Randall returned the favour to Majdic in their semi taking the win while Falk in third took advantage of the fast pace to advance to the final as a lucky loser.

In the end, the real battle came down to Falk and Randall in the final, with the US star coming out on top powering by Falk in the finishing stretch with a decisive victory. Celine Brun-Lie (NOR) took third while Majdic had to settle for fourth.

Liberec has been lucky for Randall, as it’s the site of her first Nordic World Championship medal – and first ever US women’s Worlds medal – where she won the skate sprint silver in 2009.

Full report and more photos HERE.
Full women’s sprint results HERE.

Tour de Ski Stage 8 Final Alpe Cermis Climb Women – More Photos

Tags: , , , , , , , , , , , ,

January 10, 2011 (Alpe Cermis, Italy) – Here are some more fantastic photos from the 9km uphill handicap start pursuit women’s race in Alpe Cermis, Italy, the final stage of the 2011 TdS. The stage was won by Therese Johaug (NOR), but it was Justyna Kowalczyk (POL) who won the overall Tour to claim her second consecutive TdS title. Kikkan Randall (USA) was the first North American woman to successfully complete the TdS. She finished 21st overall – read more on the final stage HERE.

Johaug Destroys Alpe Cermis as Kowalczyk Defends her TdS Title – Randall 21st

Tags: , , , , , , , , , , , , , , , , ,

January 9, 2010 (Alpe Cermis, Italy) – Justyna Kowalczyk (POL) claimed her second consecutive Tour title on Sunday but all eyes were on Norway’s Therese Johaug who put on a show of force as the fastest woman up Alpe Cermis this morning, dominating the final stage of the 2011 Tour de Ski.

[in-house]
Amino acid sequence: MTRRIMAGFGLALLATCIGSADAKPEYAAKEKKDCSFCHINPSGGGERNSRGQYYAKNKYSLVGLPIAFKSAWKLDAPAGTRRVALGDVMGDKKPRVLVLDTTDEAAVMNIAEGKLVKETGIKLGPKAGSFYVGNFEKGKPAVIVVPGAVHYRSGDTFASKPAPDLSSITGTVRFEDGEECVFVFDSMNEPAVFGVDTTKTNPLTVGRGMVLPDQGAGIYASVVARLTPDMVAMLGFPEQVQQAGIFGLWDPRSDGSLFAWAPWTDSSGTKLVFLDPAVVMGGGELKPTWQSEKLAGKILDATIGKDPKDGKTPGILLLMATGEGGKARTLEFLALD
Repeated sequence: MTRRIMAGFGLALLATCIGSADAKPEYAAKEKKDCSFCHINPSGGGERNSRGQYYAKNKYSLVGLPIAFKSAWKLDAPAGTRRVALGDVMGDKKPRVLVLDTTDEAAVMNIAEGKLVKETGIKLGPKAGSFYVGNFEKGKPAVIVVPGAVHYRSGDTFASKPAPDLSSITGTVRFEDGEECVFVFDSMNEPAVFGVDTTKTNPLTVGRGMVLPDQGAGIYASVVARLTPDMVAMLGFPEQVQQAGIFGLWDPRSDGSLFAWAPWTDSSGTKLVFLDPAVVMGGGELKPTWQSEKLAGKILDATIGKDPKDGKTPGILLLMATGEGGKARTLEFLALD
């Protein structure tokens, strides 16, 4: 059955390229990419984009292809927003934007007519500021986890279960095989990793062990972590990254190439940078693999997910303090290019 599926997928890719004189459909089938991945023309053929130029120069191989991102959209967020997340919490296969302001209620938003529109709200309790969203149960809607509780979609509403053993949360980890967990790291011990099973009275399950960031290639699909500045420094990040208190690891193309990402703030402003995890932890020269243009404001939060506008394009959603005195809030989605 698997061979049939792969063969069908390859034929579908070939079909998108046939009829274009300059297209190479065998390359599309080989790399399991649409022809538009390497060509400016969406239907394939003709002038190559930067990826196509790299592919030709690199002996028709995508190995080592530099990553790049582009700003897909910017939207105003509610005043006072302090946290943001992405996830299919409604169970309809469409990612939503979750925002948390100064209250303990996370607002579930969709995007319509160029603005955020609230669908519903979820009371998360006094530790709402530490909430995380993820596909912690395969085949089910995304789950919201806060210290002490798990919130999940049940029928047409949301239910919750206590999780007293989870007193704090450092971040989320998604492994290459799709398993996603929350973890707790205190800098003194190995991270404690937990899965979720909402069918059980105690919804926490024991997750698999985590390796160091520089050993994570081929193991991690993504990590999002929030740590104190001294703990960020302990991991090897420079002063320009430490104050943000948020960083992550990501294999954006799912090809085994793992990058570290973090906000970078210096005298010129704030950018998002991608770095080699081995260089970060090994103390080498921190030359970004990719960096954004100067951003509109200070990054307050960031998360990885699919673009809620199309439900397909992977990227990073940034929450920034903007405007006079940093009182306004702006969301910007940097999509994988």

Johaug flew up the 9km uphill handicap start pursuit course to take the win by over a minute ahead of second place finisher, teammate Marte Elden. Third place completed the Norwegian sweep, going to Marthe Kristoffersen.

Kowalczyk finished 4th on the day, good enough to become the first person to defend the overall title. Johaug’s stellar performance earned her 2nd overall, atop Italy’s Marianna Longa who finished 3rd.

Overall winner Kowalczyk started cautiously compared to Johaug, who started strong at 3:21 behind the leader in the handicap start race.   Johaug picked off racer after racer, passing Slovenia’s Petra Majdic by 3.5km. By 5.6km Johaug had overtaken Italy’s Arianna Follis to claim 3rd.  Her charge continued up the mountain, taking 2nd away from Longa by 7.4kms.

Closing in on the finish she was taking huge chunks out of Kowalczyk’s lead but wasn’t able to close the final 1:21 gap, though certainly not for lack of effort. Though she wasn’t able to take the overall away from Kowalczyk, Johaug still put in a 100,000 Swiss Frank performance, her prize for 2nd overall. Kowalczyk takes home 150,000 for the win and Longa got 50,000 for her trouble.

“It is a really good victory to me,” said Kowalczyk post-race in a FIS XC interview. “It has been 10 tough days. I am very happy about being on top of Alpe Cermis, and next week will be all about resting.”

Johaug was triumphant with second place. “I had a dream about finishing second today – my shape is really good and I had great skis. This is the best I have done in my career so far. It will be good to come home and take a break – Oslo is of course my dream of the season.”

With large chunks of change on the line, considering the shocking attrition rate for a race like this, it’s safe to say the winners earned it. Of the 58 women who began the Tour, only 32 finished.

Among them was top American sprinter, Kikkan Randall, who became the first American woman to complete the Tour de Ski, finishing 23rd on the day and 21st overall. Completing the Tour was a landmark in Randall’s career and her strong effort on the final Stage 8 up Alpe Cermis was uplifting compared to yesterday’s 10km classic.